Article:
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Mapping The Impact Of Extreme Weather On Energy Infrastructure

When storms come, the power goes out. New government maps will help utilities track potential outages in real time.

Mapping The Impact Of Extreme Weather On Energy Infrastructure
Hurricane via Shutterstock
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With the current hurricane season predicted to be longer and more ferocious than usual, it’s a good time to prepare for the worst. In previous years, extreme weather has taken out whole oil platforms in the Gulf, and disrupted electricity lines, with pain for business as well as customers.

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Here’s what Sandy would have looked like on the new maps.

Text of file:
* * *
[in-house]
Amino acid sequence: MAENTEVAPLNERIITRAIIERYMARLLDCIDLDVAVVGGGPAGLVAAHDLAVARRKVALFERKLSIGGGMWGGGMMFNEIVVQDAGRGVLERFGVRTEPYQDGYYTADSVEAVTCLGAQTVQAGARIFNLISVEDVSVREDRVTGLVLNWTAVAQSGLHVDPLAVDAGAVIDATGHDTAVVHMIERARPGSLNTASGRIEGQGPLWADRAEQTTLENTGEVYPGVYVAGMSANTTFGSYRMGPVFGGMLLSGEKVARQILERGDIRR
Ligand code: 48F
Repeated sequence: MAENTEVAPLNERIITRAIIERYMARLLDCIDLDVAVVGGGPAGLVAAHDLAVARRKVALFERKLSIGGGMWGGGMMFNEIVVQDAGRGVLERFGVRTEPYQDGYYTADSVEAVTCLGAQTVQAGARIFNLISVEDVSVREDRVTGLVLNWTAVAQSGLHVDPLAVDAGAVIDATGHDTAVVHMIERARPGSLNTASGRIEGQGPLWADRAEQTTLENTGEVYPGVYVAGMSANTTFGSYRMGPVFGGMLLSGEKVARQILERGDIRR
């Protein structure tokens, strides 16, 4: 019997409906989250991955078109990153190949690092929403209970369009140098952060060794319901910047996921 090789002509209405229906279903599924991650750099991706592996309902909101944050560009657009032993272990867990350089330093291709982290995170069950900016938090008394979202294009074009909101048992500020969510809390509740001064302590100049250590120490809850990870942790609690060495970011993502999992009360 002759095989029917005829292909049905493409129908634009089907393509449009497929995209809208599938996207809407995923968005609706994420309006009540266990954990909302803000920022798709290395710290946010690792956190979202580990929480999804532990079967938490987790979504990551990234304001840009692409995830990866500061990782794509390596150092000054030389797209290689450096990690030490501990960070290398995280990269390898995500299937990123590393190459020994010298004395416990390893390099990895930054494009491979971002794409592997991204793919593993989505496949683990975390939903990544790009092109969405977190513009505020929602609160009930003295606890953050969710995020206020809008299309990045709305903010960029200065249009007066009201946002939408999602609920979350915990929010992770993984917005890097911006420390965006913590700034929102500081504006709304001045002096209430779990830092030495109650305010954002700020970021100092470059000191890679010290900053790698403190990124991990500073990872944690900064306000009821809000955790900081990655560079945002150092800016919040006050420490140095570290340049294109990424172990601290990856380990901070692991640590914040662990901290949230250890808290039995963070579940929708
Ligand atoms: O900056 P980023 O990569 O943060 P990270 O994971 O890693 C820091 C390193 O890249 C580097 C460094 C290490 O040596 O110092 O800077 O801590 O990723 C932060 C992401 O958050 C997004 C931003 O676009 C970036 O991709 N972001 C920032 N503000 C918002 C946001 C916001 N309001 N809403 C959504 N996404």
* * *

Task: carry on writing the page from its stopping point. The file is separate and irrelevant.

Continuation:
To keep us forewarned of the potential impacts, the U.S. Energy Information Administration has developed the Energy Disruptions website. It combines live data from the National Oceanic and Atmospheric Administration’s National Hurricane Center with two dozen datasets covering everything from power plants and refineries, to transmission cables to shale deposits. It won’t stop the hurricane happening, but it might save money and injury at the margins.

Also included are some historical maps showing how previous storms affected operations. For example, there’s Isaac (2012), Irene (2011), and Gustav (2008). The EIA plans to update the current version of the maps continually.

About the author

Ben Schiller is a New York staff writer for Fast Company. Previously, he edited a European management magazine and was a reporter in San Francisco, Prague, and Brussels.

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